message 12: by Michele (new)

Michele | 13 comments I know there is someplace that does give away free bookmarks....I have received them at my school before. They are commercial--selling legos or McDonalds or other various products, so I never re-requested them. If I can figure out where it was I'll re-post it.

message 13: by Alicia (new)

Alicia (paperheart) | 3 comments I do a lot for my students, but when it comes to bookmarks I only put them out occassionally. They don't seem to mind. Other times they have access to strips that were scraps from the paper cutter. If I have real bookmarks I share them with the kids, but don't allocate budget money for them. If you do Scholastic bookfairs, you can use scholastic dollars to get them. In fact, they have some on sale right now. In the past I have gotten free bookmarks from the Scholastic booth at a conference ( with advertising), from a teacher supply store when I mentioned I was a new librarian (from the clearance section) and from .gov freebies.

message 14: by Melinda (new)

Melinda | 2 comments You can go to the walmart, paint store, Lowe's, or Home Depot and get some of those paint swatch cards. I use them, and I punch holes through them like hearts. I cut them in half because I can get two. I use them for my classroom library. Also you might consider seeing if anyone has those decorative boarders they place around the bulletin board and cut those down to bookmarks.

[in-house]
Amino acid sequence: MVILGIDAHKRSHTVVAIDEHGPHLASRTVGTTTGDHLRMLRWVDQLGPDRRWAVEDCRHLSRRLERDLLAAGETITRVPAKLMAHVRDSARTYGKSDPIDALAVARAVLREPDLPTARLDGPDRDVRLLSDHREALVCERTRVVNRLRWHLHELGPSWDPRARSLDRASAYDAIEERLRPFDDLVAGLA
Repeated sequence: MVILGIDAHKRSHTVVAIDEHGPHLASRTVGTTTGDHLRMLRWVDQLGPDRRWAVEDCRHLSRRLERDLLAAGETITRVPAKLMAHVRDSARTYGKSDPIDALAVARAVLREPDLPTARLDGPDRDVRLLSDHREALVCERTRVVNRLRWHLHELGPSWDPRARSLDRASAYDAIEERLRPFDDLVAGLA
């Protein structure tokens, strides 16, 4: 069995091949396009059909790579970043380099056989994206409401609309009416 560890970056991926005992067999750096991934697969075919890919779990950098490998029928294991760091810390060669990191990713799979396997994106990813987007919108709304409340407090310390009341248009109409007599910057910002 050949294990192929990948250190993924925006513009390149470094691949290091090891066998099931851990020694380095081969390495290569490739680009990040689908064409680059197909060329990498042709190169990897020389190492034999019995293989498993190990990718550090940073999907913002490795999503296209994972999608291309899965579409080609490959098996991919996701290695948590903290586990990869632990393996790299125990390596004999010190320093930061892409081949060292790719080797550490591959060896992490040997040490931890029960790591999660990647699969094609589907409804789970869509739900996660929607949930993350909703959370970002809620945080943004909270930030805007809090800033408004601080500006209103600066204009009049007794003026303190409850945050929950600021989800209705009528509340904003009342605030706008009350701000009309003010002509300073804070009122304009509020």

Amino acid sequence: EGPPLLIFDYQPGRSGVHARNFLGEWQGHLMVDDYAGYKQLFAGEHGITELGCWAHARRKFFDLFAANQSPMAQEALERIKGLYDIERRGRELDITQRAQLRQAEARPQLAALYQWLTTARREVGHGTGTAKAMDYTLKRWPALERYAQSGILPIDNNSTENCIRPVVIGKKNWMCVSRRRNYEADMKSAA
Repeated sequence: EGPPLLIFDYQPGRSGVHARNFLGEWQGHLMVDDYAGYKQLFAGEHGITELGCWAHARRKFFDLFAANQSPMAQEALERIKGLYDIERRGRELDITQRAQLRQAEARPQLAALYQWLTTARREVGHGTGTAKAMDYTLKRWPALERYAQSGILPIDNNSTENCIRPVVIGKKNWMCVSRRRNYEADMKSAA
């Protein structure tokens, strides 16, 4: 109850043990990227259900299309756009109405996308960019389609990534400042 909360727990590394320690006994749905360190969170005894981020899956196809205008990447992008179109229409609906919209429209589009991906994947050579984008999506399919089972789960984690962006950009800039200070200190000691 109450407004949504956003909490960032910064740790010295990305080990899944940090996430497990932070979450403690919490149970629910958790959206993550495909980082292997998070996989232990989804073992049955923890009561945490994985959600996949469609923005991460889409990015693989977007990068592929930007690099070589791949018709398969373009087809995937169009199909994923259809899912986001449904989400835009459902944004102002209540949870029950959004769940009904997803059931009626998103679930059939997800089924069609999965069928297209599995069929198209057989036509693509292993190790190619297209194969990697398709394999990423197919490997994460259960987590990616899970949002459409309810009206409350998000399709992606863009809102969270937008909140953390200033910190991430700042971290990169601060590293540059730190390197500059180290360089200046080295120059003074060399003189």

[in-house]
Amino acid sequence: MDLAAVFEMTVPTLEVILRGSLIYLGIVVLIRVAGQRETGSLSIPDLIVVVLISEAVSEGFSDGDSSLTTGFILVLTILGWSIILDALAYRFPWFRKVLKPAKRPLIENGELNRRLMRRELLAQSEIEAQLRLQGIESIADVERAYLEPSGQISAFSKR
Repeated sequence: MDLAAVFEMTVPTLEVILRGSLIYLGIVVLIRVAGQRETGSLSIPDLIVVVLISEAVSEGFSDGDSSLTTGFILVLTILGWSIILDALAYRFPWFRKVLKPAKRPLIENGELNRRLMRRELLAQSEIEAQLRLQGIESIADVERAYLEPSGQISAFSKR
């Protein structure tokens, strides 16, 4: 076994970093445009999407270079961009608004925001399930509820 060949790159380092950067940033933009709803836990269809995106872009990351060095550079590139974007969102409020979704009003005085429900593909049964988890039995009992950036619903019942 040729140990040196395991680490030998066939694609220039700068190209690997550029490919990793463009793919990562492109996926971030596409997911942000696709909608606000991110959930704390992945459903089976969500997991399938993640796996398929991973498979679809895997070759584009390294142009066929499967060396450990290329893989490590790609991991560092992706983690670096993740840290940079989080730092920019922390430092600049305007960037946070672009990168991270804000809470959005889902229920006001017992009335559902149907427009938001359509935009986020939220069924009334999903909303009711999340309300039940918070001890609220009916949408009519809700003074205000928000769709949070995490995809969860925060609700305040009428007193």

message 15: by Charlyn (new)

Charlyn (chartrussell) | 1 comments You can request free booksmarks here:

or here:

or here:

I sometimes just slice the book catalogs and circulars I receive or pages from discarded picture books.

Our district has a print shop and they will print and cut bookmarks for a much lower price than any I can purchase. Pinterest has a plethora of ideas for printables.

However, the real problem seems to be that students have come to expect a new and different bookmark each time they arrive at the library. Why not turn bookmarks for everyone into a prize for everyone returning books or best behavior? Or, turn it into a contest with a prize for the student in each class who brings the bookmark back from the last session? The prize can be nothing more that letting that child be the first one up to check out books or the first in line to leave or the first one to check out a new book.

If you design your own and include a place for students to record books they've read, they could turn in a completed bookmark for a small prize or add their names to a jar for a drawing for a big prize.

Finally, consider a lesson on what a bookmark should and shouldn't be. A bookmark can be a fresh tissue, a mailing insert from a magazine, a corner of an envelope from today's mail, a discarded homework paper, etc. It should not be a dog-eared page, a crayon, pencil, or eraser, etc., or--the worst thing I ever found in a student's library book--a piece of cheese. Yes, I really did find a whole slice of cheese in a book, but I can't swear it was being used as a bookmark.